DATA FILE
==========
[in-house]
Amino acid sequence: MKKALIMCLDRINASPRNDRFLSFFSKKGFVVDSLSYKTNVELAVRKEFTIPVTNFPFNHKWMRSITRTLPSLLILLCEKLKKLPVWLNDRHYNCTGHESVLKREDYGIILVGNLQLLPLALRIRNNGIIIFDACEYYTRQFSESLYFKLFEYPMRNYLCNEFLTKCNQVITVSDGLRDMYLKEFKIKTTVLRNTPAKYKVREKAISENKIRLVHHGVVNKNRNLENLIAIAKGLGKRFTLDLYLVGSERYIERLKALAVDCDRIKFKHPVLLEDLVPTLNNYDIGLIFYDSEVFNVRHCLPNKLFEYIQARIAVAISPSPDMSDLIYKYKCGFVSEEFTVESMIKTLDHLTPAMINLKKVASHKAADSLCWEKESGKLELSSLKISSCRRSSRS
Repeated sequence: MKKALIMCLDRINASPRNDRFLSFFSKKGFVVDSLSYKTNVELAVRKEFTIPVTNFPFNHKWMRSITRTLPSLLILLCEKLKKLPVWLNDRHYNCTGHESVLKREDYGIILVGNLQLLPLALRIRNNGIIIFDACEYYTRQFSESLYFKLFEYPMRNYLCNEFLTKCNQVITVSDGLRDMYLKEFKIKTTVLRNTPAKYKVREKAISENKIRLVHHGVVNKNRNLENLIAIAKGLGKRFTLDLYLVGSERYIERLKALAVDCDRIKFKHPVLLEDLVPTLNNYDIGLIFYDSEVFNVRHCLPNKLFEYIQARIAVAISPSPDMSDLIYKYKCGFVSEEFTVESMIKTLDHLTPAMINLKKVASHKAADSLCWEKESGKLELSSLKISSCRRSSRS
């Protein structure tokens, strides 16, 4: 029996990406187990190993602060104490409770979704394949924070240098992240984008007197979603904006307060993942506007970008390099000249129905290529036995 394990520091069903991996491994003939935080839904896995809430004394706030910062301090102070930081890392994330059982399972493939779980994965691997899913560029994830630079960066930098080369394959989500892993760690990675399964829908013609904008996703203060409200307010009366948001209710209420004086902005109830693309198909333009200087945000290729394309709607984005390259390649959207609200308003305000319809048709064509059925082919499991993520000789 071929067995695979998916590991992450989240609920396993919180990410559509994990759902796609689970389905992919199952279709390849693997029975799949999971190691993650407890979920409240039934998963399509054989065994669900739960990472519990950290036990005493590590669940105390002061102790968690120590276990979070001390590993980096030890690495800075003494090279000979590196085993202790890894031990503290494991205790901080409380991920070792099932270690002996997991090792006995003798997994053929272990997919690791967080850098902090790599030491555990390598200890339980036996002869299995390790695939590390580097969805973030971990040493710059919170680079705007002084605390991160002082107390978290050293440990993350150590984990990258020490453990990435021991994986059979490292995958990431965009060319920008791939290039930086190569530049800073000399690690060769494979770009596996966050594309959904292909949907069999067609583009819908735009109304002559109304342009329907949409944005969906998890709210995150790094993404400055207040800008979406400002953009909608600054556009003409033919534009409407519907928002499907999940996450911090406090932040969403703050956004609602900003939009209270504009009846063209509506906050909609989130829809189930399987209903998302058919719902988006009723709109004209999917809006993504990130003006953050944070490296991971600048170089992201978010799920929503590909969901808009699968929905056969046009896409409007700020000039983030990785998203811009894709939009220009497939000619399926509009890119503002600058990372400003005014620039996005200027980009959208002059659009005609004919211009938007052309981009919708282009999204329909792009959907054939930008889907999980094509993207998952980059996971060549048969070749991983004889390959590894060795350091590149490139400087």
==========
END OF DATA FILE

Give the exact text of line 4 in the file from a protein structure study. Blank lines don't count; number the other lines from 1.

């Protein structure tokens, strides 16, 4: 029996990406187990190993602060104490409770979704394949924070240098992240984008007197979603904006307060993942506007970008390099000249129905290529036995 394990520091069903991996491994003939935080839904896995809430004394706030910062301090102070930081890392994330059982399972493939779980994965691997899913560029994830630079960066930098080369394959989500892993760690990675399964829908013609904008996703203060409200307010009366948001209710209420004086902005109830693309198909333009200087945000290729394309709607984005390259390649959207609200308003305000319809048709064509059925082919499991993520000789 071929067995695979998916590991992450989240609920396993919180990410559509994990759902796609689970389905992919199952279709390849693997029975799949999971190691993650407890979920409240039934998963399509054989065994669900739960990472519990950290036990005493590590669940105390002061102790968690120590276990979070001390590993980096030890690495800075003494090279000979590196085993202790890894031990503290494991205790901080409380991920070792099932270690002996997991090792006995003798997994053929272990997919690791967080850098902090790599030491555990390598200890339980036996002869299995390790695939590390580097969805973030971990040493710059919170680079705007002084605390991160002082107390978290050293440990993350150590984990990258020490453990990435021991994986059979490292995958990431965009060319920008791939290039930086190569530049800073000399690690060769494979770009596996966050594309959904292909949907069999067609583009819908735009109304002559109304342009329907949409944005969906998890709210995150790094993404400055207040800008979406400002953009909608600054556009003409033919534009409407519907928002499907999940996450911090406090932040969403703050956004609602900003939009209270504009009846063209509506906050909609989130829809189930399987209903998302058919719902988006009723709109004209999917809006993504990130003006953050944070490296991971600048170089992201978010799920929503590909969901808009699968929905056969046009896409409007700020000039983030990785998203811009894709939009220009497939000619399926509009890119503002600058990372400003005014620039996005200027980009959208002059659009005609004919211009938007052309981009919708282009999204329909792009959907054939930008889907999980094509993207998952980059996971060549048969070749991983004889390959590894060795350091590149490139400087």